On victimhood


In this country where everything has to be psychologized, and also used by sociologists, we don’t talk about oppression as a political reality.  Instead we talk about people being victims.  We say so-and-so was victimized.  So-and-so is a victim of rape.  And it’s an alright word, it’s a true word.  If you were raped, you were victimized, you damn well were.  You were a victim, it doesn’t mean you metaphysically in your state of being, are a victim, but it means somebody hurt you, they injured you.  And if it happens to you systematically, because you’re born a woman, it means that you have a political system that uses rape to control you.

Now one of the things that has happened to us is that a whole bunch of people have said, not that we are victims, but that we feel victimized.  We feel it, it’s a state of mind, it’s a state of emotional overreaction.  We feel it.  Not something happened to us, but we have a state of mind that’s bad.  And feminists are responsible for this state of mind because we make women feel victimized.  When we point out that there’s a rape every three minutes, that a woman is beaten every eighteen seconds in this country, that’s very bad for women because it makes them feel victimized.   And we’re not supposed to be bad and make women feel bad.  It’s the ultimate mind-fuck.  It takes away all the ground that we can stand on and say, we have a political problem, we are going to find a political solution, and we are going to have to change the society we live in to find it.

Exploitation is real and identifiable and fighting it makes you strong, not weak.  Sexual violation is real and it is intolerable and fighting it makes you strong, not weak.  And woman hating is real and it’s systematized in pornography and in acts of sexual violence against women and fighting it makes you strong, not weak.

And the right and the left both, whether it’s Phyllis Schafly who’s lecturing on how if you had been virtuous you wouldn’t have been sexually harassed, or the left that’s explaining to you that you should celebrate your sexuality and forget about rape, forget about it, don’t have a bad attitude, don’t feel like a victim, they both want women to accept the status quo, to live in the status quo, and not to organize political resistance.”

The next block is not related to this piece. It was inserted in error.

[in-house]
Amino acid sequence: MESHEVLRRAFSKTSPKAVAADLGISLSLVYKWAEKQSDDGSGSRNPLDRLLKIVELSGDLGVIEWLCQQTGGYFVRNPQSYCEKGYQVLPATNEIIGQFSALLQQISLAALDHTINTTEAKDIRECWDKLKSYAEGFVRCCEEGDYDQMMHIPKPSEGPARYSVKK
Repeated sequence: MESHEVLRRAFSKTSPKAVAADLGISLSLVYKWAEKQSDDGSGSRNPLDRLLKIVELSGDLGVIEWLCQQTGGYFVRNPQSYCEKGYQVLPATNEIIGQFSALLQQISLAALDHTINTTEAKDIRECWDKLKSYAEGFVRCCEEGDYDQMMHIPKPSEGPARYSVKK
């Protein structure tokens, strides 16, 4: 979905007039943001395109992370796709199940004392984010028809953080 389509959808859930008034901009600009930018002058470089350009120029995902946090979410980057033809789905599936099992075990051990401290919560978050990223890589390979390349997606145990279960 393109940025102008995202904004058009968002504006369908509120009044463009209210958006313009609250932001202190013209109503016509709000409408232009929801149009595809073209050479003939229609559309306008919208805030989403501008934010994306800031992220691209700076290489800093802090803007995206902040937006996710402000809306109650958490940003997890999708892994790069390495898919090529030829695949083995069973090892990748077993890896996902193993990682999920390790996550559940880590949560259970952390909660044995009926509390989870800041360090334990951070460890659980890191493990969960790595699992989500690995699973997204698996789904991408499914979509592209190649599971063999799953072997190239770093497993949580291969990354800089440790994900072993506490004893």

–Andrea Dworkin

Femicide: what about the men?


“When men kill women,” [Karen Ingala Smith] wants to stress, “they are doing so in the context of a society in which men’s violence against women is entrenched and systemic. When misogyny, sexism and the objectification of women are so pervasive that they are all but inescapable, can a man killing a women ever not be a sexist act?”

…Since the launch, reports of the census have inevitably been pissed on with the question: “What about the men?” Like the commenter’s cliché “Not all men”, it’s a question noisily applied to derail feminist arguments, and sometimes it is worth answering and sometimes, well, no. This time, the what-about-the-menners are claiming that in concentrating solely on female victims the census is itself sexist. But when men kill their partners they have usually been abusing them for years. When women kill, they themselves have usually been abused. In the decade up to 2012, 93.9% of adults who were convicted of murder were men.

— Eva Wiseman, Why femicide won’t end until we have a truly equal society

The what-about-the-menners pretend that women can be “sexist against men”.  They can’t, because women lack the institutional power and privilege necessary to discriminate against men.  Criticizing men is not sexism.  Saying unflattering things about men is not sexism.  Pointing out the power, privilege and abusiveness of men is not sexism.